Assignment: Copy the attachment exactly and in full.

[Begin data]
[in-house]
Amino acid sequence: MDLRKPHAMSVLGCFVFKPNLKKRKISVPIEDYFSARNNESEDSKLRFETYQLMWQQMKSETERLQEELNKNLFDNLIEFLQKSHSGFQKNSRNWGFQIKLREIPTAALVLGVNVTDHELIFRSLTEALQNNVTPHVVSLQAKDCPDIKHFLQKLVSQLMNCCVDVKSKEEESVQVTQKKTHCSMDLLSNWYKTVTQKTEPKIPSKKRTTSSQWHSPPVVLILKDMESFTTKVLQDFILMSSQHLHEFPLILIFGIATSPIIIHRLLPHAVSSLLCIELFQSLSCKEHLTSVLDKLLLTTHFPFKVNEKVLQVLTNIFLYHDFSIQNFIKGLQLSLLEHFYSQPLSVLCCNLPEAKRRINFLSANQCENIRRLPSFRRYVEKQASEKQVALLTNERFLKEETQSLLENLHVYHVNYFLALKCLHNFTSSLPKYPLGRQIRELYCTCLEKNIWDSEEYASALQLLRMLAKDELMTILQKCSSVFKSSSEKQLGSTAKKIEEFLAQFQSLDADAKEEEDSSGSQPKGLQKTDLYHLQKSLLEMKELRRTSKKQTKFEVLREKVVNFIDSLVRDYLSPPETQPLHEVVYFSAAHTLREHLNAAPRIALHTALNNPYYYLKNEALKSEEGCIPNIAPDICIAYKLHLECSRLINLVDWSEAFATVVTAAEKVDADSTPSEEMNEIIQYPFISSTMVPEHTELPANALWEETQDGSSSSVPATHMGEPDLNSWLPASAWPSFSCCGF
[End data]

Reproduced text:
[in-house]
Amino acid sequence: MDLRKPHAMSVLGCFVFKPNLKKRKISVPIEDYFSARNNESEDSKLRFETYQLMWQQMKSETERLQEELNKNLFDNLIEFLQKSHSGFQKNSRNWGFQIKLREIPTAALVLGVNVTDHELIFRSLTEALQNNVTPHVVSLQAKDCPDIKHFLQKLVSQLMNCCVDVKSKEEESVQVTQKKTHCSMDLLSNWYKTVTQKTEPKIPSKKRTTSSQWHSPPVVLILKDMESFTTKVLQDFILMSSQHLHEFPLILIFGIATSPIIIHRLLPHAVSSLLCIELFQSLSCKEHLTSVLDKLLLTTHFPFKVNEKVLQVLTNIFLYHDFSIQNFIKGLQLSLLEHFYSQPLSVLCCNLPEAKRRINFLSANQCENIRRLPSFRRYVEKQASEKQVALLTNERFLKEETQSLLENLHVYHVNYFLALKCLHNFTSSLPKYPLGRQIRELYCTCLEKNIWDSEEYASALQLLRMLAKDELMTILQKCSSVFKSSSEKQLGSTAKKIEEFLAQFQSLDADAKEEEDSSGSQPKGLQKTDLYHLQKSLLEMKELRRTSKKQTKFEVLREKVVNFIDSLVRDYLSPPETQPLHEVVYFSAAHTLREHLNAAPRIALHTALNNPYYYLKNEALKSEEGCIPNIAPDICIAYKLHLECSRLINLVDWSEAFATVVTAAEKVDADSTPSEEMNEIIQYPFISSTMVPEHTELPANALWEETQDGSSSSVPATHMGEPDLNSWLPASAWPSFSCCGF